UGA climate scientist wants more African Americans in science fields

06 Feb

Editors note: In recognition of Black History Month, this is the first in a series of profiles on prominent African Americans living in the Athens area.

Climatologist Marshall Shepherd lectures about Urban Effects on Cloud Dynamics, in Athens, Ga. on Thursday, Jan, 31, 2013.  (Richard Hamm/Staff) OnlineAthens/Athens Banner-Herald

While growing up in Canton, Ga., University of Georgia climate scientist Marshall Shepherd knew he wanted to grew to become an entomologist.

An allergic reaction to bee venom stung that ambition, but a sixth-grade science project on meteorology showed him a new direction.

“I was always interested in why things were happening,” Shepherd said.

It worked out.

The valedictorian of his Cherokee High School class, Shepherd went on to get three meteorology degrees from Florida State University, which has one of the country’s top climate science programs.

He spent a dozen years working for NASA’s Goddard Space Flight Center conducting research and helping design programs that harness technology to help scientists better record and understand what’s going on in the atmosphere.

Shepherd was deputy project scientist for the Global Precipitation Measurement missions, which next year will use an international network of satellites to measure precipitation almost everywhere around the globe. The mission is designed to improve weather forecasting accuracy as well as climate-change models.

Shepherd, now 43, left NASA in 2006 to come to UGA’s Geography Department, where he’s now head of UGA’s Atmospheric Sciences Program, but just one of several researchers carving out national reputations for themselves.

Shepherd is regularly quoted about climate and weather in the New York Times, CNN and other media with national reach. He’s a national leader as scientists begin to understand just how huge cities like Atlanta affect weather and climate.

And this year, he’s also president of the American Meteorological Society, the nation’s oldest and largest professional organization of climate scientists.

In that role, he’ll be heading to Washington later this month to testify before Congress about climate change.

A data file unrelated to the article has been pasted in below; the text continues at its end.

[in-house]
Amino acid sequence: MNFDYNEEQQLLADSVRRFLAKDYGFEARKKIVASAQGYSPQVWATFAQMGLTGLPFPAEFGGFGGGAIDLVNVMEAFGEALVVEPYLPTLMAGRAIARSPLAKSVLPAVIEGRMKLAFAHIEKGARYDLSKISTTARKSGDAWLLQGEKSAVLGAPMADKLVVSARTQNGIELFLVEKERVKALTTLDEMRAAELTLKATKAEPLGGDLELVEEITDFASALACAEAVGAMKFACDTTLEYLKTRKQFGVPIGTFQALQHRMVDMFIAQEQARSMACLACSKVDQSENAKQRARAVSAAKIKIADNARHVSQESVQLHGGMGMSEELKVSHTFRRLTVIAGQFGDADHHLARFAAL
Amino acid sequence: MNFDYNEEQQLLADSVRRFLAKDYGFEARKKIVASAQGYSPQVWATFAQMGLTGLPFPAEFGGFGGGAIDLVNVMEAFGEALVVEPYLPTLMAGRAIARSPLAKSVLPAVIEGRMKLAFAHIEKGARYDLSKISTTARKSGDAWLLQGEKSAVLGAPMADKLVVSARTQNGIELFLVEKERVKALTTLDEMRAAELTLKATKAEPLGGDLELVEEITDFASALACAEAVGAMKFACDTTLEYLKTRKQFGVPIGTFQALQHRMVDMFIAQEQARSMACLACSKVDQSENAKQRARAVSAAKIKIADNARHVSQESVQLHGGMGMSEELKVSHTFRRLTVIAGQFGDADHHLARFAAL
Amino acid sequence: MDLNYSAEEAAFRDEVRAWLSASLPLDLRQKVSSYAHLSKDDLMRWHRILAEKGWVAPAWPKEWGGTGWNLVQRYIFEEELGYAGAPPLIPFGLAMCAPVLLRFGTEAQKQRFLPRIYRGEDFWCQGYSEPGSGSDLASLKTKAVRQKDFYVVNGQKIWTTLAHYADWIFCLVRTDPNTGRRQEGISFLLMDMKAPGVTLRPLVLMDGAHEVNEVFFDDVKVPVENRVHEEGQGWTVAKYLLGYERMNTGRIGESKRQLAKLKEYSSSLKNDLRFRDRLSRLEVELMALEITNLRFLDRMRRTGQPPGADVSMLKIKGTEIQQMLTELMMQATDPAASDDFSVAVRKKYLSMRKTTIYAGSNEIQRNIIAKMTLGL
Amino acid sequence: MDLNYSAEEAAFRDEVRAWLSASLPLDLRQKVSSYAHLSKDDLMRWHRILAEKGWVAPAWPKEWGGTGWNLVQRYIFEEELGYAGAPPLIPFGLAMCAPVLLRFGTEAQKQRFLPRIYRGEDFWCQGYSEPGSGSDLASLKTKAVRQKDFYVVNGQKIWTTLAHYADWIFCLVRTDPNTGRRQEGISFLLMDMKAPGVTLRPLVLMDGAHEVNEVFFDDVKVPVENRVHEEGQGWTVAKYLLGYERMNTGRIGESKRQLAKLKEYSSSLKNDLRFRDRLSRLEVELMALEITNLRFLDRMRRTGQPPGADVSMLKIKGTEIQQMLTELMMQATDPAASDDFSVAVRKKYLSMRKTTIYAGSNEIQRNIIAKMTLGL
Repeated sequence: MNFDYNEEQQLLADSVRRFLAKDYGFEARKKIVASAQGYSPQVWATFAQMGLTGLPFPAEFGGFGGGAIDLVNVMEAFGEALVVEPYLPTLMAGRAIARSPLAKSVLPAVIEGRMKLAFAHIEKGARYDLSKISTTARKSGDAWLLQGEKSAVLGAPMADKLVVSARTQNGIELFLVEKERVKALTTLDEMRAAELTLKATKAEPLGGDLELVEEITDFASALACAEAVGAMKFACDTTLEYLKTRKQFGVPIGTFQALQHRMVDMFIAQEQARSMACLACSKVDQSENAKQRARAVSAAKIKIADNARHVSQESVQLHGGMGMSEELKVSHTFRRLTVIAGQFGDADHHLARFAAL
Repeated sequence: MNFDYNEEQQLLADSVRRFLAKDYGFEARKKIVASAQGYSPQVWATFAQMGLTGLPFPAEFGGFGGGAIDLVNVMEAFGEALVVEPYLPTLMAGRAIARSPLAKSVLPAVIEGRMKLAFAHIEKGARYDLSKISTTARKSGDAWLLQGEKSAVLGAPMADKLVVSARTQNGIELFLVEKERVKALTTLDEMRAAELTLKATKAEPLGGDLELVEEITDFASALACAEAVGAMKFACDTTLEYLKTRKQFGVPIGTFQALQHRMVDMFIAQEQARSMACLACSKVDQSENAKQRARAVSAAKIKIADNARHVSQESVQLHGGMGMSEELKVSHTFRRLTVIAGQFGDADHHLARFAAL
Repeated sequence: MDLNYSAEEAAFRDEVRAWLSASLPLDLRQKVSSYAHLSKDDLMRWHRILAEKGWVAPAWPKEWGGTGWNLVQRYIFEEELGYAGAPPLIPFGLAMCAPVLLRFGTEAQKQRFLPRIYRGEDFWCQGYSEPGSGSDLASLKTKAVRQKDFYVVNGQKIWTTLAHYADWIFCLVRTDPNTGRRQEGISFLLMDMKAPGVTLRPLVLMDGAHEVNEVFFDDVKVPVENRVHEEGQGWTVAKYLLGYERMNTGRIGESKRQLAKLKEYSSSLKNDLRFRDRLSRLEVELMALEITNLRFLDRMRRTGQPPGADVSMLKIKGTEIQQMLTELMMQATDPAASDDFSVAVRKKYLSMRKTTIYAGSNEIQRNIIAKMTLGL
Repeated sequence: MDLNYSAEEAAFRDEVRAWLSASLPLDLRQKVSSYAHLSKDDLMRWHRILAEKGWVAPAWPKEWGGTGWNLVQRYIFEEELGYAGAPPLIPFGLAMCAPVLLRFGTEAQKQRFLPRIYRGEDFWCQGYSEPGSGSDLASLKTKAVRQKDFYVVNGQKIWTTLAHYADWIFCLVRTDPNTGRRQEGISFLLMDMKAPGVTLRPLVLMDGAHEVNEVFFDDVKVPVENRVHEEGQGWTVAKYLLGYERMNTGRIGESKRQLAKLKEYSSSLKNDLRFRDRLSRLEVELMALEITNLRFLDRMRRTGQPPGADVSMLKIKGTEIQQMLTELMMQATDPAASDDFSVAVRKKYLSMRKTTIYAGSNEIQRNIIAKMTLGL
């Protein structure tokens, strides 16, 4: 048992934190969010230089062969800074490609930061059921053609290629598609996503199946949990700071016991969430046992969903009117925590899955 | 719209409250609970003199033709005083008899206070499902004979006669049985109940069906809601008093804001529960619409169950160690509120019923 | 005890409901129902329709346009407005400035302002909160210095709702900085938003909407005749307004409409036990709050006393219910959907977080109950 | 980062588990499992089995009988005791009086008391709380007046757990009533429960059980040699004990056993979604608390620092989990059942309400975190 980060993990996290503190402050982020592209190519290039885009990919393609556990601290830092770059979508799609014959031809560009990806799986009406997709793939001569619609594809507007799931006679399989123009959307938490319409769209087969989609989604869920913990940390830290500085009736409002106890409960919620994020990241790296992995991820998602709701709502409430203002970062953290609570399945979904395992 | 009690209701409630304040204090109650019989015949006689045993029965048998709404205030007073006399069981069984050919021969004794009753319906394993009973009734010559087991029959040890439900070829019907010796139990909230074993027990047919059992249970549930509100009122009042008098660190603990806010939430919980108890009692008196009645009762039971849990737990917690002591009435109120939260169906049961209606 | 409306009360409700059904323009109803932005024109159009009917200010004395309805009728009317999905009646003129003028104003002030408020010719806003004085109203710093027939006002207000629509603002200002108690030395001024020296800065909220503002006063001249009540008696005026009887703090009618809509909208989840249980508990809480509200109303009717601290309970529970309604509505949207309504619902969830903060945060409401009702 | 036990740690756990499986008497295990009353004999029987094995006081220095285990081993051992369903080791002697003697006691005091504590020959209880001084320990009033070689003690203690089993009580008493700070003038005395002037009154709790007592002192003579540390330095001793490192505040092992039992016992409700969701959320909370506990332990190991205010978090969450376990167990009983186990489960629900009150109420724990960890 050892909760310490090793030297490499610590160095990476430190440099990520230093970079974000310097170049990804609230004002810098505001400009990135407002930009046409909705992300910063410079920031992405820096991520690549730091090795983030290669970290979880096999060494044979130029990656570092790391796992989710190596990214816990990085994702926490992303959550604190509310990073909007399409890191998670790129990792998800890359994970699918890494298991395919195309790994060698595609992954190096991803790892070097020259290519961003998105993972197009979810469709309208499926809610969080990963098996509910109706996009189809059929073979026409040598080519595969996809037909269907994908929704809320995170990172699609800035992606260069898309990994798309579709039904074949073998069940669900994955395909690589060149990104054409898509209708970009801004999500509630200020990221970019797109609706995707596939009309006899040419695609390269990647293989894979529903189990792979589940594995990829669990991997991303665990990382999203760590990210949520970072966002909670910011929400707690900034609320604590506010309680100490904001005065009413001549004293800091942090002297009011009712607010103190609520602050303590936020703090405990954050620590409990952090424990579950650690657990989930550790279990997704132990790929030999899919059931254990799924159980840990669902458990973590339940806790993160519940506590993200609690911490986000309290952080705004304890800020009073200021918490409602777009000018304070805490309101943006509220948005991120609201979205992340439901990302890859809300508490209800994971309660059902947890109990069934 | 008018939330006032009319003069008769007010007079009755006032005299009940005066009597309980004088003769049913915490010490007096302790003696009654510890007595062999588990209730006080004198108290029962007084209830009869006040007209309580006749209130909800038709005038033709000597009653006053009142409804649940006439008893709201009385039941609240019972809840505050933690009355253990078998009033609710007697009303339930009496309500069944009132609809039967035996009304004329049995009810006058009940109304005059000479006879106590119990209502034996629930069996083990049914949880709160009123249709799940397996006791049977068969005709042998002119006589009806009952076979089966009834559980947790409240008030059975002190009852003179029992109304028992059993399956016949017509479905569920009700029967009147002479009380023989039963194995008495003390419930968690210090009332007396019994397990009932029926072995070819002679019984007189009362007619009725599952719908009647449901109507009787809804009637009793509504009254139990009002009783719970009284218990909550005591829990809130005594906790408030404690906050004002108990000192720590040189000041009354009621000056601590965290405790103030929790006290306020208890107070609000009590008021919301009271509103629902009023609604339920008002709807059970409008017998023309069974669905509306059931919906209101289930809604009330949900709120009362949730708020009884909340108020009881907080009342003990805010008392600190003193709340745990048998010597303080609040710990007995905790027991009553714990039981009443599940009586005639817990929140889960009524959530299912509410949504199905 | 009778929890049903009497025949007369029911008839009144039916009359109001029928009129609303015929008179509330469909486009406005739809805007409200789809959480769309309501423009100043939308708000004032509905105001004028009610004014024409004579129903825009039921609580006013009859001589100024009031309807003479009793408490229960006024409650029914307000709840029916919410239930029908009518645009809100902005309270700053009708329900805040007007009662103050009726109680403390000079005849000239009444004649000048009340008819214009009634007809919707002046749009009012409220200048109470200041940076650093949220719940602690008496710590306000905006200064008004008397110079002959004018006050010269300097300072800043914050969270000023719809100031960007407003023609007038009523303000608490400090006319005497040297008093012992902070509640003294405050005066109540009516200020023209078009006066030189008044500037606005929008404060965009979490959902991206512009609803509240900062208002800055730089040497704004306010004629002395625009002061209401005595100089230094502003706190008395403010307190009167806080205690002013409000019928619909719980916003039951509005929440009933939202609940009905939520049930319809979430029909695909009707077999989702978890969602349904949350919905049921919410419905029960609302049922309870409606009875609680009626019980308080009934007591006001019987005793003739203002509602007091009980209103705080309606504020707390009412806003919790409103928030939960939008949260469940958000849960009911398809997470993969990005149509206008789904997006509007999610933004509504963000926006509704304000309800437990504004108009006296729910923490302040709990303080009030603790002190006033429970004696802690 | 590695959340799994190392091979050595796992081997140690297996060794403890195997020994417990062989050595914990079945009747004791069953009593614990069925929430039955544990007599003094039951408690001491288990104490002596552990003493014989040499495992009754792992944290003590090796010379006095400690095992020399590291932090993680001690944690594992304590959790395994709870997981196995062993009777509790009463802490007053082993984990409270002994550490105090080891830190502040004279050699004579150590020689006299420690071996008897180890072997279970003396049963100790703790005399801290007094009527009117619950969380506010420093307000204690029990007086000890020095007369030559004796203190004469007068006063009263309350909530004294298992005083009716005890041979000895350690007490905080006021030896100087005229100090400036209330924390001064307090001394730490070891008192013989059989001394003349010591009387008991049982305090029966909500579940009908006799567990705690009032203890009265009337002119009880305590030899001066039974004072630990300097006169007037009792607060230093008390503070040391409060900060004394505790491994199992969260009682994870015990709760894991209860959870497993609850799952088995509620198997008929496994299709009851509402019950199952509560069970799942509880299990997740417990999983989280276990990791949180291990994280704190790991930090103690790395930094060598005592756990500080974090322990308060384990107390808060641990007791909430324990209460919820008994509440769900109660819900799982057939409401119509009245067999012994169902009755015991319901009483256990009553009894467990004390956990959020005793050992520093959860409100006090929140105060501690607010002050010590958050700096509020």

As AMS president, Shepherd is a kind of spokesman for the society and for the nation’s atmospheric scientists, a category that includes weather forecasters, climatologists and related fields.

“We don’t try to lobby,” he said. “We try to be an authentic voice on matters of weather and climate.”

Shepherd is also an African American in a field where very few African Americans thrive. Less than 2 percent of the professionals in atmospheric science are African American, he estimates.

He’s not the first African American to be president of the AMS, however. That honor belongs to a man named Warren Washington, whom Shepherd calls a “defining colleague in my career.”

Washington developed some of the very first climate models, the giant computer programs that climate scientists use to understand where we’re heading and how it will play out as the earth’s atmosphere and oceans heat up.

Most of the time being African American is irrelevant, but sometimes Shepherd feels it — people wondering whether he got to where he is not on merit but because of extra help, for example.

“There’s sort of this surprise, like ‘Oh, you’re so well-spoken,’” he said.

That just makes Shepherd a bit more determined.

Shepherd also makes a special effort to recruit bright young African Americans into atmospheric sciences or other science-related fields.

A role model in the community, Shepherd’s example hopefully might inspire others, not just African Americans, to pursue similar goals.


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